Jewish fraternity house vandalized near Temple University campus

The Jewish fraternity on Temple’s campus has been the victim of vandalism. The Temple chapter of Alpha Epsilon Pi Fraternity say, while they’re upset, they are not intimidated by the vandalism. They say it only speaks to the continuous tension they face on a daily basis.

Members of the historically Jewish college fraternity are reeling from the recent discovery of vandalism on the roof of their frat house. The words "Free Palestine" were spray-painted in black across their roof.

"We never thought it would get to the point where we would be vandalized, that someone would trespass onto our roof and vandalize our roof," member Zachary Fajge said.

Their Israeli flag, once proudly displayed at the top of their building, was also taken down.

Fajge and founding fraternity president Louis Berg say it feels like an intentional attack. "It’s clear that we were targeted because we have an Israeli flag here," Fajge said.

Louis Burg added, "If people take offense to the existence and display of the one Jewish state in the world, then that’s an issue of antisemitism."

Some neighbors who live next door to the fraternity shared their thoughts on the vandalism. Simon Sensabaugh stated, "I don’t think it’s cool to vandalize someone’s home. I don’t think it’s something we should condone. I also don’t think it’s valid to claim this is antisemitism. I think it was straight vandalism, but I don’t think it connects to Judaism as a culture and a religion."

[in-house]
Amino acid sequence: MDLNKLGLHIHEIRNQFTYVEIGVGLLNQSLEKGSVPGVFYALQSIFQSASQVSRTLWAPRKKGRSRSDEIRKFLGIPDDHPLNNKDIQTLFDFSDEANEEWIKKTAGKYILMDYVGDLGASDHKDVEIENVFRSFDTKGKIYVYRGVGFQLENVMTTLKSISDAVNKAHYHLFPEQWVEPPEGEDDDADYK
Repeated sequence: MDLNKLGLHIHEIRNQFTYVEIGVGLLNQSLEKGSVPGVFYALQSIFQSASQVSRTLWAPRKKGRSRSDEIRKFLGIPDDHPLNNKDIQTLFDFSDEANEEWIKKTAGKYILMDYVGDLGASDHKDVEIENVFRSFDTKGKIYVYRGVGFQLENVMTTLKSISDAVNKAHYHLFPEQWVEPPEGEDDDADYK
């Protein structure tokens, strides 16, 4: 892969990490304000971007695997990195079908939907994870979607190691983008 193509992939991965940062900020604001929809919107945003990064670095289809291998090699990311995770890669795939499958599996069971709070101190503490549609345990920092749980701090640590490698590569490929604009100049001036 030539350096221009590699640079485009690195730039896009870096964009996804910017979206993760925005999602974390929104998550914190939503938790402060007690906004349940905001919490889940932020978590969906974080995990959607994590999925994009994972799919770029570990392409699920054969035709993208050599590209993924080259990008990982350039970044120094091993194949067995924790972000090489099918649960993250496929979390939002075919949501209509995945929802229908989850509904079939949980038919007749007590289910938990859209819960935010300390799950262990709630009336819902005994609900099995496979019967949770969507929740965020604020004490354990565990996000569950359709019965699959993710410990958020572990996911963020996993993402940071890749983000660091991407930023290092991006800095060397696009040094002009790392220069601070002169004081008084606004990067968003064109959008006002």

Roommate Ben Boland, both Jewish, agree. "I have never felt threatened as a Jewish person on campus. Certainly not by anyone supporting Palestine," Boland stated.

Sensabaugh continued, "I think there’s a wide misconception that the free Palestine movement is about attacking or dismantling Judaism, but it’s really about criticizing the actions of the State of Israel itself."

Just across the way on North 17th Street, a Free Palestine flag waves from the roof of the neighboring building. Resident Jack Rabel said, "Getting onto…sneaking onto someone’s property or doing that stuff is a little concerning. I think Free Palestine as a phrase itself isn’t a crazy thing to say."

Despite the polarizing stances between neighbors just steps away from each other, one thing is for certain for the members of Alpha Epsilon Pi.

Fajge said, "We’re gonna continue to be proud to be Jewish." And Burg added, "We’re not intimidated. We’re not scared of advocating for our people and what we think is right."